AE: My first piece of advice is that they should get a serious musical and artistic education regardless of their age. Everyone who picks up the baton thinks that they are real maestros, so much so that the reputation of the profession falls into disrepute. Orchestras and maestros have a mutual agreement, yet the audience and the nation are being deceived. Young people, your music and maestro education should have a good foundation. As we all know, Turkey does not have an institution that offers proper education to maestros and there is no substructure for it either. There are some attempts for it; however, being a maestro is not all about waving the baton. There are not enough lessons to support the knowledge and educate a maestro whether you hold a baton or not. It is not enough to learn about harmony or try film score orchestration. It is a profession similar to being a physician. If the education is proper, the real career development takes place in the operating room of conducting an orchestra and it continues for years, until you die. Abbado was working regularly and systematically for seven hours a day when he was 80-years-old. In short, an artist who has a solid background and is shaped with experienced following hard work can be a wizard like Abbado, not a just a maestro swinging the baton.
DS: You are going to conduct Mahler's Ninth Symphony at BİFO. Why did you choose this piece for the opening concert? Is there any special reason? As far as I know, you previously worked on it with Abbado.
AE: Mahler's piece is a turning point in my life. In December 2011, we gathered two orchestras to perform it at the opening ceremony of Florence's new opera hall. Abbado asked me to conduct the last rehearsal that was open to the public before the day of the concert. Until that time, I acted as his assistant. We worked together on four different projects. Following the concert, he asked me to work with him from December 2011-2016. I made my choice based on the thoughts aroused by Mahler's symphony while listening to it. The piece underscores the "end" and "death" while saying that nothing lasts forever. Mahler's music also says the beginning, the end, a specific point of time and infinity can all exist together.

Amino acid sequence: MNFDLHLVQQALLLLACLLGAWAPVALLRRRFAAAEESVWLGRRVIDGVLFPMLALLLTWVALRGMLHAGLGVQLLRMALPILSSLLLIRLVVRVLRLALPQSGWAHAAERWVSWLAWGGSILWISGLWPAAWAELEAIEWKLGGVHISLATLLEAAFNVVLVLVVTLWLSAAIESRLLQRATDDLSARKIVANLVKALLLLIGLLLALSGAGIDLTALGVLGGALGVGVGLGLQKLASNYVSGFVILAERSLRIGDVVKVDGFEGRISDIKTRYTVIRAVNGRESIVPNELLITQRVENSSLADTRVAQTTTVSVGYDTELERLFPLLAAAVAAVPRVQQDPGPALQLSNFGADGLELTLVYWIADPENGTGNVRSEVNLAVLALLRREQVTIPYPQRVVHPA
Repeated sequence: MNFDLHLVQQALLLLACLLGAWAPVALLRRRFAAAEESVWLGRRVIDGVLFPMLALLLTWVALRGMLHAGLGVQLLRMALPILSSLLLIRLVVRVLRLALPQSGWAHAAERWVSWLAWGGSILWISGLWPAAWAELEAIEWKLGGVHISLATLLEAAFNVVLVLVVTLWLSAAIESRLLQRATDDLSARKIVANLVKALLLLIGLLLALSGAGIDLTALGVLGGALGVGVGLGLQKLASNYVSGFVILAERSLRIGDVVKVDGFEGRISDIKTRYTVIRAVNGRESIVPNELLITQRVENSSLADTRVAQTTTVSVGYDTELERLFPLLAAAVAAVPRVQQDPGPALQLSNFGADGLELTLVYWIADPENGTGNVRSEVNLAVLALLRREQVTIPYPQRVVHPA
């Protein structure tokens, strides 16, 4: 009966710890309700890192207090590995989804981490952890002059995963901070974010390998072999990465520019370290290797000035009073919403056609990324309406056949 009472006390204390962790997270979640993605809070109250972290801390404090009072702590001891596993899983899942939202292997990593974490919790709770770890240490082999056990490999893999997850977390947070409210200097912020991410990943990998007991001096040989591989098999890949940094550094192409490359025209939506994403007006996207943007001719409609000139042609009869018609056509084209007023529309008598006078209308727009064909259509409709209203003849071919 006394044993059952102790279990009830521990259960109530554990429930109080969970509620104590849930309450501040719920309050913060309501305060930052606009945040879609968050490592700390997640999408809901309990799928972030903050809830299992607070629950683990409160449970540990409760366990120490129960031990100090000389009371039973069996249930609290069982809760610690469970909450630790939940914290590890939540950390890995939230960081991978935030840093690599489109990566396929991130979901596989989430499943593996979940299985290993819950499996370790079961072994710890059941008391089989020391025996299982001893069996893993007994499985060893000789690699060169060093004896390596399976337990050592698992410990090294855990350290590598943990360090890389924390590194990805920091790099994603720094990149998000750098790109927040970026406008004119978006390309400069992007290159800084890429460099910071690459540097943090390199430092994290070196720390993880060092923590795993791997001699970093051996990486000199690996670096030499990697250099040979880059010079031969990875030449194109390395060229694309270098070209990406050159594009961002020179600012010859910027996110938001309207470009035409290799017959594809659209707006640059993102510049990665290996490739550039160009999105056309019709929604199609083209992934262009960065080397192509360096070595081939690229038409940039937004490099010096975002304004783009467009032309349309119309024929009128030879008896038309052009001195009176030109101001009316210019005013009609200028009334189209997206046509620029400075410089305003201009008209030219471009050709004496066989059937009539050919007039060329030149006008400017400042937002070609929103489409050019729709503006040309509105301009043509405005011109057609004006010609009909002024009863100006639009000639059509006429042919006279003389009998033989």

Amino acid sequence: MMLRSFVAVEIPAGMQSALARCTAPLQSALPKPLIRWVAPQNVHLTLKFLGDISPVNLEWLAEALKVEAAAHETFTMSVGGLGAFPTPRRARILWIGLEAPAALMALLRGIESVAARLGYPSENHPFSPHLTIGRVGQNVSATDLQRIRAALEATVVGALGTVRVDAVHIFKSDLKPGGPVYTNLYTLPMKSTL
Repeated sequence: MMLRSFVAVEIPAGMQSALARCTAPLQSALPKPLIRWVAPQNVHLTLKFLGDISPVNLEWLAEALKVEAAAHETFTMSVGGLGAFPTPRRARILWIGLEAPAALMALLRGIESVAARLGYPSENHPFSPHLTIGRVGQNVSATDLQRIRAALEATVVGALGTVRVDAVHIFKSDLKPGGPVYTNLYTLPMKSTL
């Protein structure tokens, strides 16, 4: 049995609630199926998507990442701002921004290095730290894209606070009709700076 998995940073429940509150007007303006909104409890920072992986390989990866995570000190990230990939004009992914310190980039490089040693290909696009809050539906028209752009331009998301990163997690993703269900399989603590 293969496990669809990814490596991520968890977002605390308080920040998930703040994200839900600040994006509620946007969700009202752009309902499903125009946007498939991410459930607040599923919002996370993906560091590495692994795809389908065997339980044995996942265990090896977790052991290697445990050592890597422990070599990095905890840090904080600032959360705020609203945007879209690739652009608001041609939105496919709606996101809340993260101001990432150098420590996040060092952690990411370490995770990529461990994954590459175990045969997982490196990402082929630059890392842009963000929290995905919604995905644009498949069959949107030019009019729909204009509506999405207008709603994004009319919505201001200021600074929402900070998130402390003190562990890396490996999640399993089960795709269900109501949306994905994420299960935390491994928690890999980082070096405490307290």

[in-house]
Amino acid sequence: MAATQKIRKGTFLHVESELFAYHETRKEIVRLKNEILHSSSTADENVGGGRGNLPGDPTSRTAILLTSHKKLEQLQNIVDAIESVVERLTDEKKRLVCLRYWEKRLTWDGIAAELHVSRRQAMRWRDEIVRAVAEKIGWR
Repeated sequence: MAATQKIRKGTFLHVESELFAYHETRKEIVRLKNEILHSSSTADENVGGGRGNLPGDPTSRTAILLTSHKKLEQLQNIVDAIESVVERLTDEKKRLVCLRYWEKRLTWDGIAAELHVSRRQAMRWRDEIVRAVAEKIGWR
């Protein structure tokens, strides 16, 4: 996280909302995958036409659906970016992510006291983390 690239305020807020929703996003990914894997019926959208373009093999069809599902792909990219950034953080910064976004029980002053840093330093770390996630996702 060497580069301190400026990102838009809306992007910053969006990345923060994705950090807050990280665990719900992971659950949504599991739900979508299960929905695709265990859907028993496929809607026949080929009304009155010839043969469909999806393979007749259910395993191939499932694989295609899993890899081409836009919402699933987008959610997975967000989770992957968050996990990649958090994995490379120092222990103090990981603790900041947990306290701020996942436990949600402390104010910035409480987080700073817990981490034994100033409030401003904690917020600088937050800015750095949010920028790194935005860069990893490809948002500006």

DS: What do you think about the perception of classical music in Turkey and among the Turkish audience?
AE: It's full of surprises, changing and colorful, but the world has also changed. You can easily access the music or the video that you want to listen to via the Internet. This also helps the interested audience enhance their background and create a conscious awareness about classical music. Unfortunately, many concerts and performances do not take the public as their first priority due to competitiveness. Coordination and reciprocal dialogue between rival organizations are very weak as well. The low attendance rates of classical music performances is an international issue. The audience should be trained even when they are in primary education. Different practices have developed abroad and they are now being tested.
DS: What are your future projects? Are there any special concerts?
AE: I am planning to take part in different projects, all of which will develop cultural interaction between countries. Following the BİFO concert, I will go to Brazil on Nov. 2 and then conduct in Belarus. Marking Christmas celebrations, I will conduct Mozart's "The Magic Flute" at György Solti Hall in Budapest where I performed at its opening ceremony last year. I will have other concerts in Turkey in the early months of 2015. Next May, I will give the opening concert of the Brahms Festival in Germany and I have been invited to the Schleswig-Holstein Festival as well.
* İş Sanat contributed to this article